Fish in Coconut Stew

Updated June 10, 2016

This is a popular Brazilian stew, rich with creamy coconut milk. An authentic ingredient is palm oil (dendê), which lends a distinctive flavor and color, but you can use more olive oil instead.

Prepare ahead: Prepare, cool, and refrigerate the stew up through step 1 up to 1 day ahead. When ready to serve, heat and add the fish. The salsa can be made up to 1 day ahead, but stir in the chopped parsley at the last minute.

Makes4 servings

Preparation Time15 min

Cooking Time35 min


Total Timeunder 1 hour

Make Ahead RecipeYes

One Pot MealYes

Recipe CourseMain Course

Dietary ConsiderationLactose-free


Taste and TextureCreamy, Herby, Rich, Sharp

Type of DishFish Soup, Soup


  • 4 tbsp olive oil
  • 1 onion, thinly sliced
  • 3 ripe tomatoes, skinned, seeded, and chopped
  • 1 red bell pepper, seeded and thinly sliced
  • 1 green bell pepper, seeded and thinly sliced
  • 1 cup canned coconut milk
  • 1 tbsp tomato paste
  • Salt and freshly ground black pepper
  • 1¾ lb (800g) firm white fish, such as cod and snapper, cut into large chunks or strips
  • 3 tbsp palm oil (optional)
  • 1 tbsp chopped cilantro
  • 1 ripe tomato, skinned, seeded, and chopped
  • 1 small red onion, finely chopped
  • 1 garlic clove, finely chopped
  • 1 tbsp red wine vinegar
  • 1 tbsp fresh lime juice
  • 1 tbsp vegetable oil
  • 1 tbsp chopped parsley
  • 1 tsp hot pepper sauce


  1. Heat the olive oil in a deep frying pan over medium heat. Add the onion and cook, stirring frequently, for 5 minutes, until tender but not browned. Add the tomatoes and the peppers. Reduce the heat to medium-low and simmer, stirring occasionally, for 20 minutes, until the vegetables have softened and released their juices. Stir in the coconut milk and tomato paste and return to a boil. Season with salt and pepper.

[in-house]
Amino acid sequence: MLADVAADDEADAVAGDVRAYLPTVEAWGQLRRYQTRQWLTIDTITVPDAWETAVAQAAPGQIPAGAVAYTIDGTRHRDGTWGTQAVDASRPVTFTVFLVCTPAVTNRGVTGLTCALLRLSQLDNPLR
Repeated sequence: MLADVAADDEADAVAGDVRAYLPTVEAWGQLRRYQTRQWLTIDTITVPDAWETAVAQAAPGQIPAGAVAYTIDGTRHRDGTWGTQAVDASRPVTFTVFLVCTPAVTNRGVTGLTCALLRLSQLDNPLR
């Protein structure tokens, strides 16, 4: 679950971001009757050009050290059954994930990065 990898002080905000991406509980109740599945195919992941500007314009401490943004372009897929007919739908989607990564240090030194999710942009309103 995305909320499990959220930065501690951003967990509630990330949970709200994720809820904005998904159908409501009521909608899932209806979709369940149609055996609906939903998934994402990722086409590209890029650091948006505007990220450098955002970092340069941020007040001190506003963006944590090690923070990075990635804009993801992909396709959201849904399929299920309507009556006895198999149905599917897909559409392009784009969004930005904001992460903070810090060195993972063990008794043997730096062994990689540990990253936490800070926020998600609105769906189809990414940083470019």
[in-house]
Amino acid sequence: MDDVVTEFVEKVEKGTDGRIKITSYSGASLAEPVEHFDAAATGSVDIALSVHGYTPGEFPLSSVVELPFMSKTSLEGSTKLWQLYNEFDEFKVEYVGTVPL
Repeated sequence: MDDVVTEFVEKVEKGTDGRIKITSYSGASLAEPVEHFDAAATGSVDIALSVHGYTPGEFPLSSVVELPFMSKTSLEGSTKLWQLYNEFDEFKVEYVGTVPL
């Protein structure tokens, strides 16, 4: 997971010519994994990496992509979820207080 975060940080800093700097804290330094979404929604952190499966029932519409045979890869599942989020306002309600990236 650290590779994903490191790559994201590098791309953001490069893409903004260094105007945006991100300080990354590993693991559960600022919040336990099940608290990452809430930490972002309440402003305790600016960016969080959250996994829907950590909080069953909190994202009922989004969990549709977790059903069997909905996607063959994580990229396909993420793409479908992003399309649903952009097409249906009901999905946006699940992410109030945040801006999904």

2. Meanwhile, make the salsa. Mix all the ingredients together and spoon into a serving bowl. Set aside to allow the flavors to blend.

  3. Add the fish to the coconut milk mixture and cook, stirring occasionally, for 7 minutes, until the fish is opaque throughout. Do not overcook. Stir in the palm oil, if using.

  4. Transfer the stew to a heated serving dish and sprinkle with the cilantro. Serve hot, with the salsa passed on the side.


Farofa de Dendê: To make this traditional side dish, heat 2 tbsp dendê oil in a frying pan over medium heat. Add 1 chopped onion and cook 5 minutes until tender. Add ½ cup manioc flour and 15 soaked drained, and finely chopped dried shrimp. Cook, stirring, until the flour is toasted, about 5 minutes.



I have not made this yet so I cannot rate it.

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I totally bastardized this recipe but it was pretty good - I toasted about 6 oz of fideos before adding coconut milk, along with steeping a stalk of lemongrass and other adaptions. It was a great inspiration!

In Brazil, this is called Moqueca. Like the gumbos of Louisiana, each region and within the regions, each household makes a different version. I would only add that you might want to use a coconut milk with no added sugar and beware that dende can stimulate the lower GI. I prefer to use olive oil. Also, using a bit of lime juice and creole seasoning on the fish prior to cooking gives it a little zest that is missing.


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